Blockchain technology has emerged as a transformative force, with its decentralized and secure ledger system revolutionizing industries far and wide. As blockchain networks become increasingly sophisticated and interconnected, questions surrounding the ownership of intellectual property (IP) within this ecosystem have arisen. One of the key areas of contention in the blockchain world revolves around the ownership of the IP in the user-facing application, a critical component that facilitates interactions with blockchain networks.
At its core, a blockchain network comprises two essential components: the back-end blockchain software and the user-facing app. The blockchain software dictates how data is recorded on the distributed ledger, while the user-facing app acts as the gateway for participants to send and receive transactions, interacting with the blockchain software through application programming interfaces (APIs).
In most cases, the blockchain software is pre-existing software used by the blockchain developer to serve multiple clients. On the other hand, the user-facing app is often customized software created by the blockchain developer to address the unique needs of the trusted intermediary, which could be an organization or entity seeking to leverage blockchain technology for its specific use case.
A central IP battleground within the blockchain landscape revolves around determining the rightful owner of the IP associated with the user-facing app. Similar to conventional software development agreements, this issue carries significant commercial implications for the parties involved, encompassing various aspects of IP within both the blockchain software and the user-facing app.
Establishing ownership and licensing limitations for both pre-existing IP and IP generated during the development of the blockchain network is paramount. The outcome is influenced by factors such as the level of customization and bespoke design required for the app’s creation, as well as considerations regarding “white-labeling” the app. Moreover, addressing the use of third-party and open-source software within the app’s development, as well as assessing liability for such incorporation, should be early priorities in the development process.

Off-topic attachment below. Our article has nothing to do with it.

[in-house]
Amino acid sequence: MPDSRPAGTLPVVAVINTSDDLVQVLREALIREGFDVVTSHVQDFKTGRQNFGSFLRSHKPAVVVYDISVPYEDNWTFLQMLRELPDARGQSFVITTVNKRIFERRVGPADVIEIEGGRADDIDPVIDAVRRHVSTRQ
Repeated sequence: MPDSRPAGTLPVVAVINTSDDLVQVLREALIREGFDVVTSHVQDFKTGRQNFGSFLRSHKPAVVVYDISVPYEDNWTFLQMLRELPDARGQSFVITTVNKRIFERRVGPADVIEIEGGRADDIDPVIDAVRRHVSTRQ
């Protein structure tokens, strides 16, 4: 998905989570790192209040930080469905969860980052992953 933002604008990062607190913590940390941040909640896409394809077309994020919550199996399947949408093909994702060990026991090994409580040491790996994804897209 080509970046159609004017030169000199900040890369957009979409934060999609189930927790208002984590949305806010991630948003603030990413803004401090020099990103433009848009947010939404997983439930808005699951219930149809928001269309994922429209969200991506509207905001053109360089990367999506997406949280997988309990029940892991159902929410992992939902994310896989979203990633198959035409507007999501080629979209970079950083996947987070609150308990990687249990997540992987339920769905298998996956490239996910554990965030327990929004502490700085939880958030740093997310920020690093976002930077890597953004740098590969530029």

A potential compromise in the IP ownership dispute is for the IP in the user-facing app to vest with the blockchain developer. However, the trusted intermediary could be granted a broad license, which may even be exclusive for a defined period, to utilize the IP in the app. This arrangement allows the trusted intermediary to use the blockchain network effectively and adapt the app for use with other blockchain networks, which may employ different blockchain developers’ software.
To make this model work, it is essential that the user-facing app is designed in a manner that prevents “lock-in” with a specific blockchain developer’s solution. This ensures flexibility and interoperability, which are crucial as blockchain networks continue to evolve and diversify.
In the ever-evolving world of blockchain technology, the question of IP ownership is just one of many legal and commercial considerations that must be navigated. As the blockchain ecosystem matures, clear agreements and robust governance structures will be essential to protect the interests of all stakeholders and foster innovation within this groundbreaking technology. The determination of IP ownership within the blockchain landscape will undoubtedly play a significant role in shaping the future of this transformative technology.